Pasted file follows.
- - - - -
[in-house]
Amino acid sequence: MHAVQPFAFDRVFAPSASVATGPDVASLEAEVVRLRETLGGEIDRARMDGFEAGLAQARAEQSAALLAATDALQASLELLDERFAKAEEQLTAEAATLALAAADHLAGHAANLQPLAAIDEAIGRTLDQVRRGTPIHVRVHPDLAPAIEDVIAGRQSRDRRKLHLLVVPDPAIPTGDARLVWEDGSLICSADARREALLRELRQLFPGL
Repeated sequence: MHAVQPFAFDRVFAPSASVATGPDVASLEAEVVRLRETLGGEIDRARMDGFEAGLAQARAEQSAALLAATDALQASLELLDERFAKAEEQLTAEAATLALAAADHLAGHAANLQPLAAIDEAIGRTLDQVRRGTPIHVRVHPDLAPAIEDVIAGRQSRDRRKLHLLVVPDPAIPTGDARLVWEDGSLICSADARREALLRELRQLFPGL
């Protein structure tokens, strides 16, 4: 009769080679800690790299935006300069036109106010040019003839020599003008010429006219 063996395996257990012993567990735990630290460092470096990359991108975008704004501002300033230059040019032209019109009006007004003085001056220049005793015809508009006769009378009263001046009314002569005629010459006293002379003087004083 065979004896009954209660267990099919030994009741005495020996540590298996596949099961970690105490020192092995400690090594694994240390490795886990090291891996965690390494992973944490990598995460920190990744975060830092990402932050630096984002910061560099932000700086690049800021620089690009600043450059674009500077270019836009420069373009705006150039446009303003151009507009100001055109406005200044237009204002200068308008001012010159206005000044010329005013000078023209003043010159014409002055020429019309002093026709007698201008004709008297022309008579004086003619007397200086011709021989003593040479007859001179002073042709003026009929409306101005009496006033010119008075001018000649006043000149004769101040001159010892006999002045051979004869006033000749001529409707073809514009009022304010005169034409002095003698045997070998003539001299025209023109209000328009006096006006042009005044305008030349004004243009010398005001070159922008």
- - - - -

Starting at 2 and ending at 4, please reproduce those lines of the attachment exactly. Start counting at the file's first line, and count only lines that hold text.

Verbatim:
Amino acid sequence: MHAVQPFAFDRVFAPSASVATGPDVASLEAEVVRLRETLGGEIDRARMDGFEAGLAQARAEQSAALLAATDALQASLELLDERFAKAEEQLTAEAATLALAAADHLAGHAANLQPLAAIDEAIGRTLDQVRRGTPIHVRVHPDLAPAIEDVIAGRQSRDRRKLHLLVVPDPAIPTGDARLVWEDGSLICSADARREALLRELRQLFPGL
Repeated sequence: MHAVQPFAFDRVFAPSASVATGPDVASLEAEVVRLRETLGGEIDRARMDGFEAGLAQARAEQSAALLAATDALQASLELLDERFAKAEEQLTAEAATLALAAADHLAGHAANLQPLAAIDEAIGRTLDQVRRGTPIHVRVHPDLAPAIEDVIAGRQSRDRRKLHLLVVPDPAIPTGDARLVWEDGSLICSADARREALLRELRQLFPGL
């Protein structure tokens, strides 16, 4: 009769080679800690790299935006300069036109106010040019003839020599003008010429006219 063996395996257990012993567990735990630290460092470096990359991108975008704004501002300033230059040019032209019109009006007004003085001056220049005793015809508009006769009378009263001046009314002569005629010459006293002379003087004083 065979004896009954209660267990099919030994009741005495020996540590298996596949099961970690105490020192092995400690090594694994240390490795886990090291891996965690390494992973944490990598995460920190990744975060830092990402932050630096984002910061560099932000700086690049800021620089690009600043450059674009500077270019836009420069373009705006150039446009303003151009507009100001055109406005200044237009204002200068308008001012010159206005000044010329005013000078023209003043010159014409002055020429019309002093026709007698201008004709008297022309008579004086003619007397200086011709021989003593040479007859001179002073042709003026009929409306101005009496006033010119008075001018000649006043000149004769101040001159010892006999002045051979004869006033000749001529409707073809514009009022304010005169034409002095003698045997070998003539001299025209023109209000328009006096006006042009005044305008030349004004243009010398005001070159922008």